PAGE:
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Highlands Residential Mortgage Resources

What is a Mortgage?

By: Highlands Residential Mortgage

If you’re looking to purchase a home – you’re probably also looking to get a mortgage. A mortgage is simply a type of loan that is used to purchase a home. When you take out a mortgage, you borrow money from a lender (usually a bank or a mortgage company) to buy a house or a piece of property. The mortgage is secured by the property itself, which means that if you can’t pay back the loan, the lender can take possession of the property and sell it to recoup their money.

When you apply for a mortgage, the lender will consider your credit history, income, and other financial factors to determine whether you are eligible for a loan and how much you can borrow. They will also look at the value of the property you are buying to make sure it is worth the amount you are borrowing.

Once you are approved for a mortgage, you will make monthly payments to the lender over a set period of time (usually 15 or 30 years). These payments will include both the principal (the amount you borrowed) and the interest (the cost of borrowing the money). The interest rate on your mortgage will depend on a number of factors, including your credit score and the current state of the housing market.

This rate can be fixed or adjustable, which means it can stay the same for the life of the loan (in the case of a fixed rate) or it can change periodically based on market conditions (in the case of an adjustable rate).

There are a variety of loan programs available for homebuyers in the US. Some of the most common programs include:

  • Conventional: These are loans that are not insured or guaranteed by the government. They typically require a higher credit score and down payment than government-backed loans, but may offer more flexibility in terms of loan terms and property types.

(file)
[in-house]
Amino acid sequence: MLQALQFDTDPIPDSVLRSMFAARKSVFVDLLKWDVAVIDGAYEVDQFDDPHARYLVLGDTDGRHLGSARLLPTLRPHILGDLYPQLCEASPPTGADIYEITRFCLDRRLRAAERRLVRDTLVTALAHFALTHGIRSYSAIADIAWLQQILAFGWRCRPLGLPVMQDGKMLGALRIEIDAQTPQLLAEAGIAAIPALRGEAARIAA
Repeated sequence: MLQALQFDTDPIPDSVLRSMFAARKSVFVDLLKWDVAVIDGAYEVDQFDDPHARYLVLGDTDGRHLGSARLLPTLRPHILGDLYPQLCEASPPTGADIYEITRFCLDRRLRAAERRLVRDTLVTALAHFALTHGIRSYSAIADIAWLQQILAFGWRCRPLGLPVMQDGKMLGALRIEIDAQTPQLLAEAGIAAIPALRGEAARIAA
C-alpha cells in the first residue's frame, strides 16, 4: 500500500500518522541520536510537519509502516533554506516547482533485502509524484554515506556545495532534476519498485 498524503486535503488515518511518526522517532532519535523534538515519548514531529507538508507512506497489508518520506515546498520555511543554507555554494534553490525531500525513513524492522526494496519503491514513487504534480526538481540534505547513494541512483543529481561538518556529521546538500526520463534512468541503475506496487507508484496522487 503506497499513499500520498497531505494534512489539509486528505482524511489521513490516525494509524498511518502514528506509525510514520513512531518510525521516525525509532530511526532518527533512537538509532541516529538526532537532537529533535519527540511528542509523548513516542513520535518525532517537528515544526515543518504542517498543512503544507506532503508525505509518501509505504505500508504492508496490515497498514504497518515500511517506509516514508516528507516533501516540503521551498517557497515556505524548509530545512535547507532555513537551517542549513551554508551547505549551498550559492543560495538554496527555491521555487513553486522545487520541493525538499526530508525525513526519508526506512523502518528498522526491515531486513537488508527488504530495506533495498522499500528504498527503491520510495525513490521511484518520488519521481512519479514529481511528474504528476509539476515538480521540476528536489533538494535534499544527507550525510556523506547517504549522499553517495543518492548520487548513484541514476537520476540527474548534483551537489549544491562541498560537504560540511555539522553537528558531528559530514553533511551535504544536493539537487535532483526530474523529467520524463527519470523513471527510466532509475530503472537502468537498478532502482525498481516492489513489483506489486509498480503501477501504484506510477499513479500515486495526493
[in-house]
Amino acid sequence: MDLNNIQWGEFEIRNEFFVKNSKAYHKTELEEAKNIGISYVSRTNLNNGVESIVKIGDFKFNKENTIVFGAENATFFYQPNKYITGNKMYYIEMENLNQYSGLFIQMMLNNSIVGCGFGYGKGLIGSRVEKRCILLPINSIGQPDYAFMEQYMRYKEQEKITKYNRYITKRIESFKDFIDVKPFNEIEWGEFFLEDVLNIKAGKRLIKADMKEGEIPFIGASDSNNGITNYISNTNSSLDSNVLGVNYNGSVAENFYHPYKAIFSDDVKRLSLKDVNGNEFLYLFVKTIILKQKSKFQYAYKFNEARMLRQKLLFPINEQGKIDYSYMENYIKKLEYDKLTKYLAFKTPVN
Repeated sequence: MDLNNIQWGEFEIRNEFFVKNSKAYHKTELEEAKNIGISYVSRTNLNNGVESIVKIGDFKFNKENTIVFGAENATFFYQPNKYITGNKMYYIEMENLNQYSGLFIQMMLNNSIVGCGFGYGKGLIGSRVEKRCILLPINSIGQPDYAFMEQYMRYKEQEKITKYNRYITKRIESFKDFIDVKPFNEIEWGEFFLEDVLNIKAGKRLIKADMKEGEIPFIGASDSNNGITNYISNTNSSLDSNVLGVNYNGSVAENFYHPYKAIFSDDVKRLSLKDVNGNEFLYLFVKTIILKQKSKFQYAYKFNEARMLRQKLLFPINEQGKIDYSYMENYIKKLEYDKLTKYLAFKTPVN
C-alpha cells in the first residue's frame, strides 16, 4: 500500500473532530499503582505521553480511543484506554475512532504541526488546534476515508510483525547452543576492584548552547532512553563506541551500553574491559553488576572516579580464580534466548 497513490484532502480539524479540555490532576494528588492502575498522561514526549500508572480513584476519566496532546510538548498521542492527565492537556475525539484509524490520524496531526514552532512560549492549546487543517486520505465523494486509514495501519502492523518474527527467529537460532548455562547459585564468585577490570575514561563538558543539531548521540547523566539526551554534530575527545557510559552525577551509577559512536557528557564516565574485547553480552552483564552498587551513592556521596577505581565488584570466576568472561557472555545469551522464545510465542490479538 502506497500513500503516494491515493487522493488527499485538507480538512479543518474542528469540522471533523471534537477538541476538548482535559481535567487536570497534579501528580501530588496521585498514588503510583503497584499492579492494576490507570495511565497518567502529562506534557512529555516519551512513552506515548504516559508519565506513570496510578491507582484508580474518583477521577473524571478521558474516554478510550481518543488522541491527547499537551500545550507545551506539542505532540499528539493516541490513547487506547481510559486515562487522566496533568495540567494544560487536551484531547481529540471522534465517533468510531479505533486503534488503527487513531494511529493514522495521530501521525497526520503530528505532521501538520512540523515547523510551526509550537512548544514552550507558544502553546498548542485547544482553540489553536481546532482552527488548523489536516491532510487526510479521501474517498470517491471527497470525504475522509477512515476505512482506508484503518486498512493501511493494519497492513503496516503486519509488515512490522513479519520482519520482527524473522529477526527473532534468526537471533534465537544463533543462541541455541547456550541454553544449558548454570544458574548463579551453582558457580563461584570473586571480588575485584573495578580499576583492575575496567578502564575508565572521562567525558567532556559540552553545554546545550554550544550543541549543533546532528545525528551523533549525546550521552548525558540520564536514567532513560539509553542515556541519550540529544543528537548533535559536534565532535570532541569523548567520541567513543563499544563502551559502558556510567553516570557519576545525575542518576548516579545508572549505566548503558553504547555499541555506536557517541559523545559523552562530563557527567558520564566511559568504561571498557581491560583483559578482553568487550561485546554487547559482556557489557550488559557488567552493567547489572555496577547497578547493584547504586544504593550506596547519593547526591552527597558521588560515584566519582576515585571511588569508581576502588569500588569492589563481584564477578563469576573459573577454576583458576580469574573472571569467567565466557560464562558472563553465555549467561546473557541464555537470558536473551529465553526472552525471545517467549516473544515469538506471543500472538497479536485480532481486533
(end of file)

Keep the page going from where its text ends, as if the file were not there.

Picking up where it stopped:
• FHA: These are loans that are insured by the Federal Housing Administration. They are designed to make home buying more accessible to first-time buyers and borrowers with lower credit scores. FHA loans typically require a lower down payment than conventional loans, but may have higher mortgage insurance premiums.
  • VA: These are loans that are guaranteed by the Department of Veterans Affairs. They are available to eligible veterans, active-duty service members, and their families. VA loans typically offer more favorable terms than conventional loans, including no down payment requirement and no mortgage insurance.
  • USDA: These are loans that are guaranteed by the US Department of Agriculture. They are available to borrowers in rural and suburban areas who meet certain income and other requirements. USDA loans typically offer low or no down payment options and may have lower interest rates than other loan types.

Over time, as you make your mortgage payments, you will build equity in your home. Equity is the difference between the value of your home and the amount you owe on your mortgage. If you ever need to borrow money in the future, you may be able to use your home equity to take out a home equity loan or line of credit.

When you make a mortgage payment, there are typically four components that make up your total payment:

  • Principal: This is the amount of money you borrowed to purchase the home. Each payment you make will go towards paying down the principal balance of your loan.
  • Interest: This is the cost of borrowing money from the lender. The interest rate you pay will depend on a variety of factors, including your credit score and the type of loan you have.
  • Taxes: Depending on a few factors, your mortgage payment may include property taxes. These taxes are paid to your local government and are based on the assessed value of your property.
  • Insurance: Your mortgage payment may also include homeowners insurance, which is designed to protect your home and property in the event of damage or loss.

Don’t let all of this overwhelm you! We are here to help you every step of the way. If you have questions – just reach out to one our outstanding loan originators for more details!

Thanks for reading!